By Joel Warner
By Michael Roberts
By Alan Prendergast
By Michael Roberts
By Michael Roberts
By Amber Taufen
By Patricia Calhoun
By William Breathes
As she reads her correspondence, Martin's phone rings; a student in Steamboat Springs wants to discuss his geography test. Branson's teachers are instructed to make contact with their students at least once a week, preferably more. Martin pulls the test up on her screen, asks a few questions, instructs the boy to rewrite a paper, and then, after about ten minutes, hangs up.
Back on her computer, Martin keeps a separate folder for each of her students. She opens up an essay one of her seventh-graders mailed in overnight -- a review of the American Chopper television show. She begins editing, writing her comments in Barbie pink: "It doesn't look so scary when it comes through that way," she explains.
After writing two paragraphs of suggestions, punctuated by lots of smiley faces and other strokes, Martin opens up another window, a rubric explaining the goals of the essay. She highlights what the student did well and notes what was missing. Then she attaches a copy of the rubric to the essay with her comments and sends it all back to the student.
And so her day will continue. Martin has about fifteen essays to edit. She is an English teacher, but Branson instructors must teach all subjects. In order to make this work for her, Martin has arranged for another online teacher with a background in math to handle her math chores; in exchange, she grades his students' English papers.
Martin checks her schedule and sees that there are three students she must call today for their weekly chat. Depending on the student and parents, the calls can last anywhere from a few minutes to an hour or more. She estimates she works about sixty hours a week.
None of this is visible in Branson, of course, where the success of the online school has been viewed like a Powerball lottery pot, a combination of astoundingly good luck and astoundingly good money, all at very little civic cost. The winning ticket arrived just in the nick of time, too.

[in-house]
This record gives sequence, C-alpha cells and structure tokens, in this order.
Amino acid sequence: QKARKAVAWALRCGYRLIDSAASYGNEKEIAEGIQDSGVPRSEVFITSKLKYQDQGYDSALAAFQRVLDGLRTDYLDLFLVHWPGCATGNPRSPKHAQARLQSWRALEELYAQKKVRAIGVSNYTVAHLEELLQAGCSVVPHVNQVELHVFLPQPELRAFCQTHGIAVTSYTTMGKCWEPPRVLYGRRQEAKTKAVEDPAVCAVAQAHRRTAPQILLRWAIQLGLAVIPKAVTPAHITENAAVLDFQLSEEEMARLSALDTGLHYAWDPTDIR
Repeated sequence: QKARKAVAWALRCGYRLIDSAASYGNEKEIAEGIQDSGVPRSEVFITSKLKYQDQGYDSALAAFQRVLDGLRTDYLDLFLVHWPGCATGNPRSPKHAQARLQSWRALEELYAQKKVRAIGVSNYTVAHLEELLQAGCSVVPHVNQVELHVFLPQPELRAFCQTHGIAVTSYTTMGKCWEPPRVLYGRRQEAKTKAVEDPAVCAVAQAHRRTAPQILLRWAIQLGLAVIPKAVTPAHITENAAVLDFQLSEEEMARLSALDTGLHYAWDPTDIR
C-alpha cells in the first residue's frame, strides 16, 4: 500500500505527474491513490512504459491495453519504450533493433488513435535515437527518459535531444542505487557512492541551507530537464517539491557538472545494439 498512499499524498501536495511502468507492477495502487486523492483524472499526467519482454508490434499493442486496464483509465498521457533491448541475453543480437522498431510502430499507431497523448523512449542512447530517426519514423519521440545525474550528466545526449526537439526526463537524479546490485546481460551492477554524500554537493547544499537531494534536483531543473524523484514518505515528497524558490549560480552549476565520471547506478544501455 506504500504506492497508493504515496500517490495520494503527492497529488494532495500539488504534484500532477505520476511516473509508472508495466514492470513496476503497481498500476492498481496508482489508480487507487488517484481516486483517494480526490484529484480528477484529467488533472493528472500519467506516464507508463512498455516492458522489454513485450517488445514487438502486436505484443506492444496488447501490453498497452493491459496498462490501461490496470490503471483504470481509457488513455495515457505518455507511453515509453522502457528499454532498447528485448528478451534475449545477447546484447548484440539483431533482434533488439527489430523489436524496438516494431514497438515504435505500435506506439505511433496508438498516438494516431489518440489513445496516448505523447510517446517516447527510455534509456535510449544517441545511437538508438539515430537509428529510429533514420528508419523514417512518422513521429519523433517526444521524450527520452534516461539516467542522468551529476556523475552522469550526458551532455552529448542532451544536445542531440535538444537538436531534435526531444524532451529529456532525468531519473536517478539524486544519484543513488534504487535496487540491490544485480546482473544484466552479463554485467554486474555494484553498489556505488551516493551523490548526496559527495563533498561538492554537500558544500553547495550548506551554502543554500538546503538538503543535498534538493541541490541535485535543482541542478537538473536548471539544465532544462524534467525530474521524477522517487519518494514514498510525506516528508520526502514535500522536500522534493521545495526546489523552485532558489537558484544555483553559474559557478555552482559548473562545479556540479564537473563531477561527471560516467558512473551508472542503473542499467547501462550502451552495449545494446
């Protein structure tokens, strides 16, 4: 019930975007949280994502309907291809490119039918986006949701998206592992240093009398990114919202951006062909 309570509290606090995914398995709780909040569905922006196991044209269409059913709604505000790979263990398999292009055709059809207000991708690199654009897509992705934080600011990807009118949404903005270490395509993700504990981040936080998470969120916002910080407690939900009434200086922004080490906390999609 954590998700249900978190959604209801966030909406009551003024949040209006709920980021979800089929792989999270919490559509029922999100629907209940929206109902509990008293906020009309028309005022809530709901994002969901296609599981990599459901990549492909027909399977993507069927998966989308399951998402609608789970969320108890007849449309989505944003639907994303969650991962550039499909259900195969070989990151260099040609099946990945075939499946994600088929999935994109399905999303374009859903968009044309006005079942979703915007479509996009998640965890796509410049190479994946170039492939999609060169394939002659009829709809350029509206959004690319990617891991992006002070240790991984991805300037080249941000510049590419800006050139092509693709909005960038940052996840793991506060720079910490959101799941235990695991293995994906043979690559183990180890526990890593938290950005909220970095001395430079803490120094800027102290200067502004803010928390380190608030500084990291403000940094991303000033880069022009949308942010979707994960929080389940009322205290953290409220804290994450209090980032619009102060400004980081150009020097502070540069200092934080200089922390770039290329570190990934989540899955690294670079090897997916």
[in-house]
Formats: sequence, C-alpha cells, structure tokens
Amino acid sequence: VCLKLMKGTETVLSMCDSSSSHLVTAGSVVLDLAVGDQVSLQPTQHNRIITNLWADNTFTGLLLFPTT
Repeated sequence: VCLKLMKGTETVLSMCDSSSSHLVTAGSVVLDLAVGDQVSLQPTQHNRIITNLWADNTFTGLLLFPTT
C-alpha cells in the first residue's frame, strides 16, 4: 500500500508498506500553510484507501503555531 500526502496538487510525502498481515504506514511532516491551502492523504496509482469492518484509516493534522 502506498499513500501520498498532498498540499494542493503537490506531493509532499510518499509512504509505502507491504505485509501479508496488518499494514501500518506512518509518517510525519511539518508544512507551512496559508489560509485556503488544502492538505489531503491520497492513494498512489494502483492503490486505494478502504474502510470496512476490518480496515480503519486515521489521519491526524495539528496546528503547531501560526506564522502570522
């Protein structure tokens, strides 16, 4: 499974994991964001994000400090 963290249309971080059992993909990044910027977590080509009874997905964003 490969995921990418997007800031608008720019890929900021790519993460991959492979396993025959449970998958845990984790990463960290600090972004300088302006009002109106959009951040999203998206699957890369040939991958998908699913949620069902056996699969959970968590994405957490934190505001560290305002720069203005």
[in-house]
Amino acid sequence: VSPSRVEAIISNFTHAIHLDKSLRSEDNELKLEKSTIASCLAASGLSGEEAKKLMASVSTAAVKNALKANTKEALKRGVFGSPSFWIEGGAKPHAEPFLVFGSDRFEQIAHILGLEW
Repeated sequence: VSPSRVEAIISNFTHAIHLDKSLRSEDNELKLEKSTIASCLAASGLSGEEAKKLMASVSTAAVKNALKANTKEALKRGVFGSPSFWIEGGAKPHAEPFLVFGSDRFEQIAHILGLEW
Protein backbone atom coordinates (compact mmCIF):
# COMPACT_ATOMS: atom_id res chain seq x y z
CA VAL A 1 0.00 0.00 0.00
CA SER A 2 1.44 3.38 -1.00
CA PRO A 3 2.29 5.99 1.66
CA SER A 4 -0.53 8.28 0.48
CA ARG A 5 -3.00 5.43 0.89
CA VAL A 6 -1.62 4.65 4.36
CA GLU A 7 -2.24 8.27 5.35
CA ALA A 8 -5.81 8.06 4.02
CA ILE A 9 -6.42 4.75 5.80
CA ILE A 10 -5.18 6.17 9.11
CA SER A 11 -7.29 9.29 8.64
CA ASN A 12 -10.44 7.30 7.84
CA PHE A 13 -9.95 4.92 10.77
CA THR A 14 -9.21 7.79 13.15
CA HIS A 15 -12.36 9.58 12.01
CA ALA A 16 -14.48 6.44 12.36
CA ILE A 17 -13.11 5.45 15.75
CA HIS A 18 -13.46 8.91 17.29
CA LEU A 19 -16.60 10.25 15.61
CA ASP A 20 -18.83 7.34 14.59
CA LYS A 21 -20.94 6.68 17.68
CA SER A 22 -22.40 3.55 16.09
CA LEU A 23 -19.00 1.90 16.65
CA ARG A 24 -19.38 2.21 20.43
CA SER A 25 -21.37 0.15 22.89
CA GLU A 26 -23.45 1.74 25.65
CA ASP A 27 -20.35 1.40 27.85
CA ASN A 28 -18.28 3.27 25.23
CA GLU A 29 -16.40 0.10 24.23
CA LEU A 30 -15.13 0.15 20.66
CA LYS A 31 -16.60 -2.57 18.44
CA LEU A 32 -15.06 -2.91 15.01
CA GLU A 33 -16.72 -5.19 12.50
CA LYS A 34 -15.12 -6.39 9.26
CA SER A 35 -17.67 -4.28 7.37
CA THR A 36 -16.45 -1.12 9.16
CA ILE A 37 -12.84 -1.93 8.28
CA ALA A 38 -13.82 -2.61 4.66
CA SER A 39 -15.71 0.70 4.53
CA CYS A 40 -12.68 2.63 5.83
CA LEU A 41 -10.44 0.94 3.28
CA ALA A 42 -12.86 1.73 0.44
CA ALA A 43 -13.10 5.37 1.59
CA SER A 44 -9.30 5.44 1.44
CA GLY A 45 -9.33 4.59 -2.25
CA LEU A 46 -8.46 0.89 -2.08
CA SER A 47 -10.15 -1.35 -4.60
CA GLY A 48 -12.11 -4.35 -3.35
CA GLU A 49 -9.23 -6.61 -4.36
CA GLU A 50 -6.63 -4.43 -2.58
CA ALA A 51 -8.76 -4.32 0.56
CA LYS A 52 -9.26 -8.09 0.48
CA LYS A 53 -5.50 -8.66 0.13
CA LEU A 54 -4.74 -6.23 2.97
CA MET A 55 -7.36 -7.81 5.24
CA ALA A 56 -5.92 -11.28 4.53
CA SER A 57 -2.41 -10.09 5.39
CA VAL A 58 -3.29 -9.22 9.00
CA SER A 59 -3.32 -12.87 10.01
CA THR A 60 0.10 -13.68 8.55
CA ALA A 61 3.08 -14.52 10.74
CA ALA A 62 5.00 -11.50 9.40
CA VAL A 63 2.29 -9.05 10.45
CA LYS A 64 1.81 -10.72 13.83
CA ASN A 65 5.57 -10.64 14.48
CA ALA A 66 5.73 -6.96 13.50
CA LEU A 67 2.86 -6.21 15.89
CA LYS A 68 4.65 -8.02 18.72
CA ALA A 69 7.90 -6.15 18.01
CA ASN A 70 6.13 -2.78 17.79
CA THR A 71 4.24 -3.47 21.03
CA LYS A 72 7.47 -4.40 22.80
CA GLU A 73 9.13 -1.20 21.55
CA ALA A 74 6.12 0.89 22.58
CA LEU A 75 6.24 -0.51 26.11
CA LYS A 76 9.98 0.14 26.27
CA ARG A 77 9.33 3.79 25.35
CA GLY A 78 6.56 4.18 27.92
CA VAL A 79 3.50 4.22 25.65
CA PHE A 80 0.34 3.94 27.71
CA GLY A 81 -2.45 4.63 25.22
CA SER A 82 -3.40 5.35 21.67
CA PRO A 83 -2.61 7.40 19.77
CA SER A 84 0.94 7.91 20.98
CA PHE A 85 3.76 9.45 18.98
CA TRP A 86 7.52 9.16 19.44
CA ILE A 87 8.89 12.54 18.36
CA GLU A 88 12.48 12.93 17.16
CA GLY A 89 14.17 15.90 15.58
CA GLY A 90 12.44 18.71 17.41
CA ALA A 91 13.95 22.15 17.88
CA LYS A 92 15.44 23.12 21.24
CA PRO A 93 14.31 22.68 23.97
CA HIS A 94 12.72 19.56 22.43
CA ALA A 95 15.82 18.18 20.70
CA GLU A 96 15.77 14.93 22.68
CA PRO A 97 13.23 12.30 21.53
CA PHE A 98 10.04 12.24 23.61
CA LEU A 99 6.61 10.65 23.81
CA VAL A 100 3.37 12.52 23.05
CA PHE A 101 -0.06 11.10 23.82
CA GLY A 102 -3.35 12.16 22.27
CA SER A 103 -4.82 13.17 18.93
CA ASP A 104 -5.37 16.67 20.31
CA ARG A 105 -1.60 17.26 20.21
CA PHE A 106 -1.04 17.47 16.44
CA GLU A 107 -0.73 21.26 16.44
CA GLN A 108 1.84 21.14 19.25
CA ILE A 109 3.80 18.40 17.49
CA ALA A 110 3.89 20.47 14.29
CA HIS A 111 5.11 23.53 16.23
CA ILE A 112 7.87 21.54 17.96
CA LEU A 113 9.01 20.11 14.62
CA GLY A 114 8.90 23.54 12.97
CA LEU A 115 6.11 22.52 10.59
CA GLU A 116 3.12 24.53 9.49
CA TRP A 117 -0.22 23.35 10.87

For the past decade, the community had struggled to come up with one plan or another to stem the falling tide of student enrollment in an effort to save itself. "We'd looked at a number of things," recalls Ben Doherty, a school-board member for the past eleven years.
"For example, we'd been fairly aggressive with foreign exchange students. At one time, in 1997, we had five of them, from Germany, Italy, Mexico and Australia. I mean, when you have fewer than fifty kids and you can increase enrollment by five, that's a more than 10 percent increase." Whenever Branson had the occasion to hire a new teacher, it always gave preference to those who brought children with them.
The idea of an online school to draw kids to Branson -- even if they were actually nowhere near Branson -- was hit on during a meeting in a classroom next to the school cafeteria. The school had already experimented with computer courses for kids in the building.
"We thought, 'Wouldn't it be great for kids to access this from their homes!'" recalls then-superintendent J. Alan Aufderheide. "We thought, 'If we can get twenty students to try this, it'll have been worth the effort.' But after a couple months, it became more a matter of cutting off enrollment."
Aufderheide, a hearty-looking, effusive man whom everyone in Branson calls Dr. J, became an unlikely proselytizer for cyber-education. A retired school superintendent in Steamboat Springs with a full career of school administration already behind him, he'd come to Branson in 1997 after discovering the area during a temporary consulting job in nearby Lamar.
"I liked the fact that it was a small, close-knit community," he says. "Professionally, you get an immediate reward -- or a kick in the shins. Whichever it is, you see the results immediately."
Despite the fact that he himself was nearly computer illiterate, Aufderheide quickly saw the financial potential of an online program. An aggressive advertising campaign was drawn up. The school gave itself a slogan: "A New Day Is Dawning!"
The first year, advertisements for Branson's new school appeared in the Denver Post, the Pueblo Chieftain and an agricultural journal out of La Junta. "Tired of your public school?" they asked. Although the new students signed up from all over the state, there were some pockets of response. About a dozen kids from nearby Stonewall, home to a missionary training facility, showed up.
The following year, Branson added newspaper advertisements in Grand Junction and Alamosa; later the district purchased radio spots asking still more students if they were ready to experience the benefits of online learning. One newspaper plug asked parents if they felt safe having their kids at their local public school, and, if not, would they like to consider keeping them at home while still letting them attend a public school? "Safety is a big deal," Aufderheide says. "The Columbine factor."
The program didn't grow easily. "I've likened it to mapping furniture in a pitch-black room by running through it," says Aufderheide, who has since turned over his district superintendent duties to Mayfield so that he can work full-time at the online school. But Branson online did grow fast.